At the same time, Kant argues that the cognizing subject is capable of "pure, extra-sensory contemplation." He calls contemplation pure when it is free from the elements of sensuous givenness. But what exactly is contemplated in the act of pure contemplation? - The very form of possible objects of sensory contemplation, i.e. spatiality and temporality as such. Evidence that the cognitive subject really has this ability is, according to Kant, the mathematical sciences-arithmetic and geometry. Kant is convinced that these a priori sciences, unlike philosophy, which operates with concepts, are able to represent their object in contemplation. But this is pure , insensible contemplation, and not contemplation of empirically existing objects. Such contemplation is the construction of the corresponding object. Take, for example, the statement: "The triangle has three sides". It is a priori (because the triangles that geometry talks about are not empirical objects encountered in the experiment) and synthetic (because in the notion of a triangle a figure is thought to have three angles, and nothing more). This a priori synthetic assertion is possible due to the fact that we have, as it were, built a certain triangle in front of our minds, and therefore we know that it can not be built except on three sides. That is, constructing such an object, I create this condition, in which individual single triangles can only be thought of. And at the same time, we built it as a concrete single object (more precisely, it is a scheme for constructing an arbitrary triangle!) And therefore we can contemplate it and formulate synthetic and necessary judgments about it. Geometry is based on a priori contemplation of space, and arithmetic is based on a priory contemplation of time.

Let's summarize the preliminary results. Kant's transcendental aesthetics show that the sensory experience has a complex structure. It can not be regarded as a simple result of an external object's impact on our senses. Of course, external objects affect our sense organs, but the knowing subject remains a passive registrar of these influences. The subject acts as a unity of passivity and activity, receptivity and spontaneity.

However, since space and time are forms of our sensory perception, we have no reason to assert that things in themselves, regardless of our consciousness, are located in space and are consistent in time. Therefore, Kant emphasizes that contemplation gives us only phenomena, not things in themselves: Everything that can be given to our senses (external - in space, internal - in time), we behold only as it is to us, and not as it is in itself ... [5, p. 101]. Hence it becomes clear why arithmetic and Euclidean geometry are applicable to the cognition of the external world. After all, these sciences, according to Kant, formulate the laws of the same coordinate grid through which we organize the variety of sensory impressions we received in the familiar three-dimensional reality.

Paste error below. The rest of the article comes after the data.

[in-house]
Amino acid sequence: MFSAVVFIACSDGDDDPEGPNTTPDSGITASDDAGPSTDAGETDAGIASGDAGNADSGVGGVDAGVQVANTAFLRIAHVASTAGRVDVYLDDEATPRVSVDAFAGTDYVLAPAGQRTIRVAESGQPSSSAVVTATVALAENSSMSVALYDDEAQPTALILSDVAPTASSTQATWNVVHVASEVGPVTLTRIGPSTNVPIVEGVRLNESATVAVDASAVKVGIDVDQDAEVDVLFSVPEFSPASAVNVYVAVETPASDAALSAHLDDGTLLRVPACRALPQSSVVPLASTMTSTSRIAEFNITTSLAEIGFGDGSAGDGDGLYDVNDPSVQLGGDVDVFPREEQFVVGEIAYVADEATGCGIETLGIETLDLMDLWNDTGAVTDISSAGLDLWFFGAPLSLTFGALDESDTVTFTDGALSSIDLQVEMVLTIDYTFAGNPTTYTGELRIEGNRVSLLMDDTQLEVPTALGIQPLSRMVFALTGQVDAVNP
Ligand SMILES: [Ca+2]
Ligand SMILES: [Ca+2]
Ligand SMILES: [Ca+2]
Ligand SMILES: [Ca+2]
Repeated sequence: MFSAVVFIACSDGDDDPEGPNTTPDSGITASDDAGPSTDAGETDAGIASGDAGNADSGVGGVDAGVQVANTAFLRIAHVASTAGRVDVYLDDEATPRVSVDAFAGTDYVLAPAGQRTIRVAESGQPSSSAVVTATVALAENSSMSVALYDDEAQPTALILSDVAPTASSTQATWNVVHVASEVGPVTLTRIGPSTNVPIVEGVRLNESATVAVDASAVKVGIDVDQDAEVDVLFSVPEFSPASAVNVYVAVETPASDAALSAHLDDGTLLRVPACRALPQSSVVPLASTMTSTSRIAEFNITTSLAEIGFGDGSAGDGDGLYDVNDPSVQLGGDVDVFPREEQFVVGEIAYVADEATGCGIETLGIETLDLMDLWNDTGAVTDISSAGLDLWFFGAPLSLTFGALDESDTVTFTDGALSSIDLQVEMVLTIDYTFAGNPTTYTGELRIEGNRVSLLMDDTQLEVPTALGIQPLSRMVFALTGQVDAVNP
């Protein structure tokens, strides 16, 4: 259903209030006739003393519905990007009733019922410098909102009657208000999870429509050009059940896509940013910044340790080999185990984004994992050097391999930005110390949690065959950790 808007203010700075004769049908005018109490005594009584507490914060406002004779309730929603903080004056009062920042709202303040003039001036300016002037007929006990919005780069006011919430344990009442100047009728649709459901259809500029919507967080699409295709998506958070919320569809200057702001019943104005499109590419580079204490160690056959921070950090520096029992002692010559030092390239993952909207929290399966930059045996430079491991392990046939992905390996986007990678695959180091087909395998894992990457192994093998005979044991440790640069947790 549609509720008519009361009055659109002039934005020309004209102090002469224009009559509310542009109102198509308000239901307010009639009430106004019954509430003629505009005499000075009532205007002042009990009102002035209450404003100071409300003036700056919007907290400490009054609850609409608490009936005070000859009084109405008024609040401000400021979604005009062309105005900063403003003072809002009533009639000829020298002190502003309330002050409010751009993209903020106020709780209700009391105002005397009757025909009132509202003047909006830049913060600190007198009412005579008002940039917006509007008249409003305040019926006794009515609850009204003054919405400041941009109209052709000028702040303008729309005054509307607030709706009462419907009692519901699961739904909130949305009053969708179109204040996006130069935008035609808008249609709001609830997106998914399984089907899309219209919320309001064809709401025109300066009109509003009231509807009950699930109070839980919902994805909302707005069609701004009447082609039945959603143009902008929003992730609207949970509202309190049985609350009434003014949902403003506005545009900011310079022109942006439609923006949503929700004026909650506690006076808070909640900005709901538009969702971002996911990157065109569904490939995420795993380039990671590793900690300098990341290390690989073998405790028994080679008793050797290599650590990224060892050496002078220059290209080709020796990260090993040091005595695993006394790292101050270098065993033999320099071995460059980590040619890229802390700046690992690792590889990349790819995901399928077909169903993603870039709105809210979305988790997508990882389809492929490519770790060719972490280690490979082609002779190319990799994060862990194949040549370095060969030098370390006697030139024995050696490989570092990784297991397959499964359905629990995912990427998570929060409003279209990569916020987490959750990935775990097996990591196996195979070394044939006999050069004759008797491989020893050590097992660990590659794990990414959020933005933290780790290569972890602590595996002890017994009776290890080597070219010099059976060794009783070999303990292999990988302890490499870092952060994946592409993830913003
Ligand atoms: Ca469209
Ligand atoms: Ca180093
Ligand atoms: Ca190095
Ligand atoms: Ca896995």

So, Kant opposes the phenomenon and the thing in itself. The thing itself (sometimes say "thing in itself") is independent of our perception. It exists outside consciousness. Kant argues that things in themselves exist. The variety of sensory impressions, from which our knowledge of external reality begins, is not at all the product of the knowing subject. He does not pull them out of himself, like a spider-web. No, things in themselves somehow affect our perceiving apparatus. Nevertheless, in every act of perception, the entire a priori apparatus of the knowing subject is involved, and therefore the perceived object carries within it the structure of this a priori apparatus. The a priori form of perception is simultaneously the necessary form of any possible object of perception. The conditions for the possibility of experience are thus the conditions for the possibility of objects of experience. By virtue of this, we have no reason to hope that the phenomena are similar on things in themselves. We are given things as objects of our senses outside of us, but we do not know anything about what they are by themselves, but we know only their phenomena, that is, representations, which they produce in us, influencing our feelings [5, p. 105].

Kant's teaching shows us how complex the structure has experience. Therefore, the identification of knowledge, given through experience, with a posteriori knowledge is wrong. But it was precisely on this identification that classical empiricism was based, and subsequently positivism.

However, according to the Kantian doctrine, experience has an even more complex structure, because in its formation, the mind also participates with its own a priori structures. The section of the Kantian study on a priori structures of the mind is called transcendental

logic. This logic, in turn, is divided into transcendental analytics and transcendental dialectics.